Tuesday, July 19, 2011

Future Patient Care Delivery Committee: Innovation and Future Trends

Do you publish most everything electronically instead of on paper, have a Facebook presence within your practice setting, know the latest apps for enabling efficient workflow at the bedside or communicate real time via SharePoint and twitter with your nurses? Despite the protests, barriers and challenges to each of those innovations in practice, they are rapidly moving from innovative ideas to assumed practices by our millennial nursing workforce.

How can you discover what is needed to cope, plan and deal effectively with the rapid changes in care delivery models, reimbursement value engineering, the volume and speed of leadership transitions and the need to completely reinvent how we provide care? To start, every nurse executive must have critical knowledge of emerging trends and learn to navigate changes real-time. Moving from dealing with the rapid changes that are faced regularly to incorporating complex and fast changing trends into strategy is quickly becoming a core competency.

In April, Dr. James Canton, CEO, Institute for Global Futures posted the four futures that will shape medicine: prediction, personalization, prevention and promotion. These futures are already influencing the practice of nurse executives, requiring infrastructure creation in the practice environment to produce innovations and rapid change. Several references in the AONE Future Care Delivery Toolkit describe the context in which Chief Nurse Executives must create innovation in practice to support the futures of healthcare.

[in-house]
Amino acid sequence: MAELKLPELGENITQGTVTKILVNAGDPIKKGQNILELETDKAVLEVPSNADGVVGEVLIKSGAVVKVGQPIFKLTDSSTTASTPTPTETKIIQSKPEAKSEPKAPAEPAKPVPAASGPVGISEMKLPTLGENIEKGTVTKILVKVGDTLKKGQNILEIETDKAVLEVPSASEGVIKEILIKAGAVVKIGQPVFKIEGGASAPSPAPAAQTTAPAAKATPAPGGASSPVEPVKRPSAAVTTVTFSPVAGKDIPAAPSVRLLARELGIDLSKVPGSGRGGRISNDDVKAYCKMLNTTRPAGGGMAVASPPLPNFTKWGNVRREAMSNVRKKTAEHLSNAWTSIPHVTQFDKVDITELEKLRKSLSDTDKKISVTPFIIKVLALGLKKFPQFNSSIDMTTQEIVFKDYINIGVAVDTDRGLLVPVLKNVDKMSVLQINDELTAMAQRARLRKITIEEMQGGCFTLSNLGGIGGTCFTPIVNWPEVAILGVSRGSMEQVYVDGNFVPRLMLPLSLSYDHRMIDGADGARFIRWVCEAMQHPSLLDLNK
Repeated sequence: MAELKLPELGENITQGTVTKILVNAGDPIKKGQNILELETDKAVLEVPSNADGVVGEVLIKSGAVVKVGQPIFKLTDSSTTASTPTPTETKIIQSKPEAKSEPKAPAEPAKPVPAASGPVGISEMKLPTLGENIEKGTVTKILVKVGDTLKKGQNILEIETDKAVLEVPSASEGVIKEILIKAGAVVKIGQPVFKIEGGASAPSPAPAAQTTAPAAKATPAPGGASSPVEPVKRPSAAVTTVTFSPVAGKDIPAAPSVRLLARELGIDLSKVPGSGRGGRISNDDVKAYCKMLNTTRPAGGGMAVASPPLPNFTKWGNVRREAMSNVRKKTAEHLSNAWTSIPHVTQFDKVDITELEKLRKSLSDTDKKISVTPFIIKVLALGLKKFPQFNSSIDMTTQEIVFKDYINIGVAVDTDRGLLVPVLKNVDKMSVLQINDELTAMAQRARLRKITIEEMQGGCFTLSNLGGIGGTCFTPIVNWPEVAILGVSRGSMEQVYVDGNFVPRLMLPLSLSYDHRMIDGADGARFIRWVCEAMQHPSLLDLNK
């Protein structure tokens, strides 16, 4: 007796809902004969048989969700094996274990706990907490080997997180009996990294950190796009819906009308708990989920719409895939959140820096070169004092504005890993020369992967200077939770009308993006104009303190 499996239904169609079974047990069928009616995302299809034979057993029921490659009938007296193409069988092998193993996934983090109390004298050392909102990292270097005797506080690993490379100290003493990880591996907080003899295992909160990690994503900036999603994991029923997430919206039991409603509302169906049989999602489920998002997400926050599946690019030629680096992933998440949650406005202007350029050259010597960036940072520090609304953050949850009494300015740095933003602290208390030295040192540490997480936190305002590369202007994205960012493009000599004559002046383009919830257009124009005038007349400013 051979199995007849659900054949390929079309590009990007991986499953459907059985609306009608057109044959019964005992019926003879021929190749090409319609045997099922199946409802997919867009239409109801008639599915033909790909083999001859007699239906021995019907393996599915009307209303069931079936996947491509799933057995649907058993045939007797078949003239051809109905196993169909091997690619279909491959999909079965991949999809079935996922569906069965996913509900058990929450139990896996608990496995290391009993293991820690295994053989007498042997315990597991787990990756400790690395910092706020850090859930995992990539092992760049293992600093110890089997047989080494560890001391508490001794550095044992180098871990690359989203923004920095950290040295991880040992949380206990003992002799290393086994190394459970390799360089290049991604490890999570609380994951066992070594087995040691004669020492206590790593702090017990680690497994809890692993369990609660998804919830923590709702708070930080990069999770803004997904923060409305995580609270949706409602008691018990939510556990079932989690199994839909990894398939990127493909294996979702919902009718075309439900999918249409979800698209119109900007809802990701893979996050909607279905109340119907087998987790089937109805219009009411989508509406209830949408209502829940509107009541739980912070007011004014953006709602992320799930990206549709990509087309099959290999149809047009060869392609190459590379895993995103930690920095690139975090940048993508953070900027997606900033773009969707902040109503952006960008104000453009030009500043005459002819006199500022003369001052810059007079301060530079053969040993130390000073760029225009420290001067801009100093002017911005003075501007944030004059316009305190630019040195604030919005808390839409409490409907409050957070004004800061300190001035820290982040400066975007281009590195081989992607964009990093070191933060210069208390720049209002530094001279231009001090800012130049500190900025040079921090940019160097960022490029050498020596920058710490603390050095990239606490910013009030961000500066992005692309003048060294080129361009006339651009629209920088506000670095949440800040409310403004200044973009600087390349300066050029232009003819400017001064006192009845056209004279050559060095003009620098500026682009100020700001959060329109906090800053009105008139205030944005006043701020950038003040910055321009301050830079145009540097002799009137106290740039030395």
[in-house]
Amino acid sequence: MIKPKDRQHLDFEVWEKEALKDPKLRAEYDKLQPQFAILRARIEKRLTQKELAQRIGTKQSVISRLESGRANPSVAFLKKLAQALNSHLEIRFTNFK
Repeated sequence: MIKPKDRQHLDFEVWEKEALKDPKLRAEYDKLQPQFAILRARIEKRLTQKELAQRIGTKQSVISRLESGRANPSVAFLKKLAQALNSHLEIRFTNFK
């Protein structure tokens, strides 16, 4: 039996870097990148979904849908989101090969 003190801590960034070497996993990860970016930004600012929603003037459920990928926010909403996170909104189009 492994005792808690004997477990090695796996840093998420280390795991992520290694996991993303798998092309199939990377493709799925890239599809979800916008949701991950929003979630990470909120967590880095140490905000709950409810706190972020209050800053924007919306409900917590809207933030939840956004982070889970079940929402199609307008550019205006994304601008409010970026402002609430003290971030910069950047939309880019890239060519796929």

The toolkit provides a thorough and efficient framework for gaining critical knowledge of important TRENDS:
T – Technology-enabled innovations are driving the game changing disruption that is producing the solutions to reinventing healthcare delivery.
R – Re-inventing health care will require rapid dissemination of successful exemplars and, in turn, rapid cycle change in all practice areas.
E – Ensuring quality and safety are at the core of care delivery is imperative.
N – Nurse executives must be transformational leaders to produce organizational innovation.
D – Disruptive innovation will produce new products of medical care at much lower cost.
S – Skills are required for managing innovation and ensuring the presence of high-level innovation within all practice areas.

Stay closely tuned to this blog, the Future Care Delivery Toolkit and AONE, because it won’t be long that the answer to your question about innovation and future trends for the nurse executive will come with one simple answer: There’s an app for that!

Lamont M. Yoder, MSN, RN, MBA, NEA-BC, FACHE

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